Scaling-up of energy crops needed to meet net-zero

Case Studies

Bioenergy crops such as Miscanthus play a key role in the first detailed roadmap for a fully decarbonised nation, in the sixth carbon budget from the Committee on Climate Change (CCC), issued In December 2020.

According to the report, polluting emissions in the UK must decrease by 78% by 2035, and energy crops and bio energy with carbon capture storage (CCS) will significantly contribute to net zero targets.

It states that planting perennial energy crops, including Miscanthus and short rotation willow coppice, alongside short rotation forestry needs to accelerate quickly to at least 30,000 hectares a year by 2035, so that 700,000 hectares are planted by 2050.

This increase could sequester 2 MtCO2e by 2035 and over 6 MtCO2e by 2050. When used with CCS technologies this could displace a further 3 MtCO2e of GHG emissions elsewhere in the economy by 2035, increasing to 10 MtCO2e by 2050.

William Cracroft-Eley, chairman of Miscanthus specialist Terravesta, is encouraged by the report.

“The CCC modelling includes the carbon benefits of bioenergy crops but not the additional emissions savings from reduced nitrogen use by moving from annual to perennial crops.

“With bioenergy crops specifically grown for use in the energy sector, providing emissions savings from displacing fossil fuels and C02 removal if combined with CCS along with any net carbon capture benefits that are derived while growing these crops, a sustainable UK supply of bioenergy is an important contributor to our net zero targets.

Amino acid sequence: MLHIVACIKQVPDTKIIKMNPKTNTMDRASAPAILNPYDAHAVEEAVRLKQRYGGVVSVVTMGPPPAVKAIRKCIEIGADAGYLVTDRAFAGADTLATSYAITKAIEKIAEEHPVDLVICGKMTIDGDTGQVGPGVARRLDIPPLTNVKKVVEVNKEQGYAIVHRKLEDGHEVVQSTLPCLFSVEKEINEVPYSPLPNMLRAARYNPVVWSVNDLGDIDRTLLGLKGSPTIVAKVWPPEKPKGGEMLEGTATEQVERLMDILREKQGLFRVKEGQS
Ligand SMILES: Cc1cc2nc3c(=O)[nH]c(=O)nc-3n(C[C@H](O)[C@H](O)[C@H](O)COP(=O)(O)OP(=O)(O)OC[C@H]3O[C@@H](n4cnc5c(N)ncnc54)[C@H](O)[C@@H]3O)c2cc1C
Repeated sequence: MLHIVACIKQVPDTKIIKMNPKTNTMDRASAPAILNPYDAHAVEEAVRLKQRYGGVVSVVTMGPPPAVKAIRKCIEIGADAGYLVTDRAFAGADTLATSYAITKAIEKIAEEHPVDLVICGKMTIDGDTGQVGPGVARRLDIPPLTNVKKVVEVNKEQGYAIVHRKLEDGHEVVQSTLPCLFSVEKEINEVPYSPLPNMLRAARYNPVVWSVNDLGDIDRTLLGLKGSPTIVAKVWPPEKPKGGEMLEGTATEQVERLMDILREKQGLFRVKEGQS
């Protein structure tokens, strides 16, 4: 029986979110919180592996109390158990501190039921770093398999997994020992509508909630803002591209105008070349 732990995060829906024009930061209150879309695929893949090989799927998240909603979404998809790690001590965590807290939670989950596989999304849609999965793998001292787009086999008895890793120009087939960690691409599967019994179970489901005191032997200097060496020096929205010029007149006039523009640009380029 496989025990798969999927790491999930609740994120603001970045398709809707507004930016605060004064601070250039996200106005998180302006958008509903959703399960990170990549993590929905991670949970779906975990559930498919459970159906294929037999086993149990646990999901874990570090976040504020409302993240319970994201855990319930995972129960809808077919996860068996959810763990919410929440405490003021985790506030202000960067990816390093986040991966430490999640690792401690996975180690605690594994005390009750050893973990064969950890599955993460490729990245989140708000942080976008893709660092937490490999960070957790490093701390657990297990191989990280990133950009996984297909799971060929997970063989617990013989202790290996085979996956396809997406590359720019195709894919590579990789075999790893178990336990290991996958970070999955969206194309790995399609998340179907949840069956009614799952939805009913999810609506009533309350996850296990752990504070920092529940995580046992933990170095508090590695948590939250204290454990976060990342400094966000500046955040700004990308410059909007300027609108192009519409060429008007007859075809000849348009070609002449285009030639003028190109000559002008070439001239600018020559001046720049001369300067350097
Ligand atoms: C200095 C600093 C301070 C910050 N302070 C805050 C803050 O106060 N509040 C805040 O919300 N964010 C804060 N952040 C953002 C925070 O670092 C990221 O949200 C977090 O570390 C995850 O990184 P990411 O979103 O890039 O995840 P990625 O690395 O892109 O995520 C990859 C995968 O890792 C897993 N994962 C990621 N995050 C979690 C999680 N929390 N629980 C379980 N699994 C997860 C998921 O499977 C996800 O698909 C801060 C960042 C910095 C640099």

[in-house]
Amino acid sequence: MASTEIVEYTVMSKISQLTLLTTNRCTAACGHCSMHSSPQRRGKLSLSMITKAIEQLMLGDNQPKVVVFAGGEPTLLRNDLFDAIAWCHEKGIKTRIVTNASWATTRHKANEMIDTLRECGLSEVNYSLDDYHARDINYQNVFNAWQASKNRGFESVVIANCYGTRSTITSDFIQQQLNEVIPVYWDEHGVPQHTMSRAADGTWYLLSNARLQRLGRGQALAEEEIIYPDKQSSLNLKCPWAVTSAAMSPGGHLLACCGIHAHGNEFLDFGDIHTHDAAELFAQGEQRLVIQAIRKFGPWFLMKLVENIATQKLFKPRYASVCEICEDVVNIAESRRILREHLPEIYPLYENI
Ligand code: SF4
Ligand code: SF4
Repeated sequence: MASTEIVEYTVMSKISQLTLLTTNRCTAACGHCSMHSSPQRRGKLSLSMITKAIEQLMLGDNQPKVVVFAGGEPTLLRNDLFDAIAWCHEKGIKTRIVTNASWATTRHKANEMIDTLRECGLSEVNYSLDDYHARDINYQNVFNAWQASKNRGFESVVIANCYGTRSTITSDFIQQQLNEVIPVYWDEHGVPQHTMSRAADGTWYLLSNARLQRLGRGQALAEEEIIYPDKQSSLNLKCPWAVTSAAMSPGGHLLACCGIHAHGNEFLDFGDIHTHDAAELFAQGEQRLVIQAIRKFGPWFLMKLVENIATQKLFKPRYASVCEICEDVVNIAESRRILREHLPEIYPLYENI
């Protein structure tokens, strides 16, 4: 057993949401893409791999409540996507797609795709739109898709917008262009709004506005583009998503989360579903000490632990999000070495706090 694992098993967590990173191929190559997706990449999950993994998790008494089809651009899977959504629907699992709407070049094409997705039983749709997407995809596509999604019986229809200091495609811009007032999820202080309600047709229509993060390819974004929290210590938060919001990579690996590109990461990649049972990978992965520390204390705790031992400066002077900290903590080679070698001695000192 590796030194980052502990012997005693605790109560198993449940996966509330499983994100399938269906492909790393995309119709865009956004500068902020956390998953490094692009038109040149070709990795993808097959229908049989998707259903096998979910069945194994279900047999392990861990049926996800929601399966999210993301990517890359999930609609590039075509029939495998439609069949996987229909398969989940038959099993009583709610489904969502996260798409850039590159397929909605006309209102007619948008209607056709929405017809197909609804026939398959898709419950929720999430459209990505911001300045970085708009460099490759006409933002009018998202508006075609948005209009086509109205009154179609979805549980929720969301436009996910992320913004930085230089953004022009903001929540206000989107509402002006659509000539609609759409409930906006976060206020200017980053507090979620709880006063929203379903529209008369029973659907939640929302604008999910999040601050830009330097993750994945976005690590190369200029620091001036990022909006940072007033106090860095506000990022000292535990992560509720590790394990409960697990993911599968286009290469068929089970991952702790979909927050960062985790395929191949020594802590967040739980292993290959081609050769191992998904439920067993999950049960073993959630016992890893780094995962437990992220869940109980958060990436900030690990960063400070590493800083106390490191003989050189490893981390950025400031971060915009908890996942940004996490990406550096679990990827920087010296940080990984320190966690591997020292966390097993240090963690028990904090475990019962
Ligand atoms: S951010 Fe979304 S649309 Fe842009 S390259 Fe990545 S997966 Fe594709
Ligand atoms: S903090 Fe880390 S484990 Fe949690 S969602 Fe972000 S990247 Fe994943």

“What’s more, it’s a solution that is developed, scalable and ready to deliver today, with the ability of producing substantial annual feedstock harvests after the second year from planting. Nothing else can deliver both the essential carbon negative feedstocks and sequestration at the same scale in that timeframe.”

William says that we need to focus on end-uses that are ready to go now, in order to have those technologies contributing to the maximum as soon as possible.

“In the UK, that means first generation burning technologies, delivering large-scale heat and electricity, whether as dedicated supply to major industry or uploaded onto the National Grid from biomass power stations.”

“That is not to say that there aren’t many exciting emerging uses, which include fibre, construction materials, bio-refining for multiple products, some of which offer much greater carbon benefit than burning, but power generation is here at scale and ready to go now, while most of the other technologies are still at the scale-up stage,” adds William.

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